Correia, R. M., Brandão, F., & Paio, A. (2017). Transdisciplinary insight of digital architecture. XXI Congreso de La Sociedad Ibero-Americana de Gráfica Digital, 3. https://doi.org/10.5151/sigradi2017-034

Costa Jutglar, G. (2017). Integration of building product data with BIM modelling: a semantic-based product catalogue and rule checking system [Universitat Ramon Llull]. In TDX (Tesis Doctorals en Xarxa). http://www.tesisenred.net/handle/10803/450865

Eastman, C., Teicholz, P., Sacks, R., & Liston, K. (2011). BIM Handbook: A Guide to Building Information Modeling for Owners, Managers, Designers, Engineers, and Contractors. www.EngineeringBooksPdf.com

Eschenbruch, K., & Bodden, J. L. (2018). Chapter 17: Integrating BIM in Construction Contracts. In Building Information Modeling - Technology Foundations and Industry Practice. https://doi.org/10.1007/978-3-319-92862-3

European Commission. (2017). JRC Technical Report Building Information Modelling (BIM) standardization. In JRC Technical Reports. https://doi.org/10.2760/36471

ISO. (2018). ISO 19650-1:2018(en). https://www.iso.org/obp/ui/#iso:std:68078:en

Kamel, E., & Memari, A. M. (2019). Review of BIM’s application in energy simulation: Tools, issues, and solutions. Automation in Construction, 97, 164–180. https://doi.org/10.1016/j.autcon.2018.11.008

Krygiel, E., & Nies, B. (2008). Green BIM: Successful Sustainable Design With Building Information Modeling. Wiley Publishing.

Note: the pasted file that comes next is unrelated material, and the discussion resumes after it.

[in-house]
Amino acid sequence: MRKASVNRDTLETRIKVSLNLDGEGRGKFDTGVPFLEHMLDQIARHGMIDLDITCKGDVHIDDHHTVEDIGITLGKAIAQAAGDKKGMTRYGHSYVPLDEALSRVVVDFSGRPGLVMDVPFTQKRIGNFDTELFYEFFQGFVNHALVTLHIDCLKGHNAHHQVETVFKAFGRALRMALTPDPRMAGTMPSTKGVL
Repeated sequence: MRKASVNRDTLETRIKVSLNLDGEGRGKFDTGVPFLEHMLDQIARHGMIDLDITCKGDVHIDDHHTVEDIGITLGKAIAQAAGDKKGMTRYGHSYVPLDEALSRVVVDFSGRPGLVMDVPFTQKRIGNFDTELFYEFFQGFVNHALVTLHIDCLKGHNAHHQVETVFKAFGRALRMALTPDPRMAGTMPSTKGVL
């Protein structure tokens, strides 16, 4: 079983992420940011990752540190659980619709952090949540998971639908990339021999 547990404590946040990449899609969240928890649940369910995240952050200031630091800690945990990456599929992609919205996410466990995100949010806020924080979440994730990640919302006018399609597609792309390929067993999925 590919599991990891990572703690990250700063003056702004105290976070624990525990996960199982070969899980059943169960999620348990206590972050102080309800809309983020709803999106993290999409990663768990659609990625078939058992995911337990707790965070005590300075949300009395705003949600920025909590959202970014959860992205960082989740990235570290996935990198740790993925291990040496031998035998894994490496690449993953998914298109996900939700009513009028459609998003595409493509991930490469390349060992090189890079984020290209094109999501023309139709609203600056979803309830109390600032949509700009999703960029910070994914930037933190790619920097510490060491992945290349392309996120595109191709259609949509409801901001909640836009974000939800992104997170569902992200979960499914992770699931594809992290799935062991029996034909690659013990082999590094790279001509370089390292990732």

Kubba, S. (2017). Building Information Modeling (BIM). In Handbook of Green Building Design and Construction (pp. 227–256). Butterworth-Heinemann.

Llatas, C., Soust-Verdaguer, B., & Passer, A. (2020). Implementing Life Cycle Sustainability Assessment during design stages in Building Information Modelling: From systematic literature review to a methodological approach. Building and Environment, 182, 107164. https://doi.org/10.1016/j.buildenv.2020.107164

Love, P. E. D., Simpson, I., Hill, A., & Standing, C. (2013). From justification to evaluation: Building information modeling for asset owners. Automation in Construction, 35, 208–216. https://doi.org/10.1016/j.autcon.2013.05.008

Lu, Y., Wu, Z., Chang, R., & Li, Y. (2017). Building Information Modeling (BIM) for green buildings: A critical review and future directions. Automation in Construction, 83(June), 134–148. https://doi.org/10.1016/j.autcon.2017.08.024

NBIMS-US. (2015). About the National BIM Standard-United States® | National BIM Standard - United States. National Institute of Building Sciences. https://www.nationalbimstandard.org/about

Sartori, T., Drogemuller, R., Omrani, S., & Lamari, F. (2021). A schematic framework for Life Cycle Assessment (LCA) and Green Building Rating System (GBRS). Journal of Building Engineering, 38, 102180. https://doi.org/10.1016/j.jobe.2021.102180

Succar, B., Sher, W., & Williams, A. (2012). Measuring BIM performance: Five metrics. Architectural Engineering and Design Management, 8(2), 120–142. https://doi.org/10.1080/17452007.2012.659506

Wong, J. K. W., & Zhou, J. (2015). Enhancing environmental sustainability over building life cycles through green BIM: A review. Automation in Construction, 57, 156–165. https://doi.org/10.1016/j.autcon.2015.06.003

Xue, K., Hossain, M., Liu, M., Ma, M., Zhang, Y., Hu, M., Chen, X., & Cao, G. (2021). BIM Integrated LCA for Promoting Circular Economy towards Sustainable Construction: An Analytical Review. Sustainability, 13, 1310. https://doi.org/10.3390/su13031310

Created on 16-02-2022 | Update on 08-03-2022

Related definitions

Transdisciplinarity

Author: A.Davis (ESR1)

Area: Community participation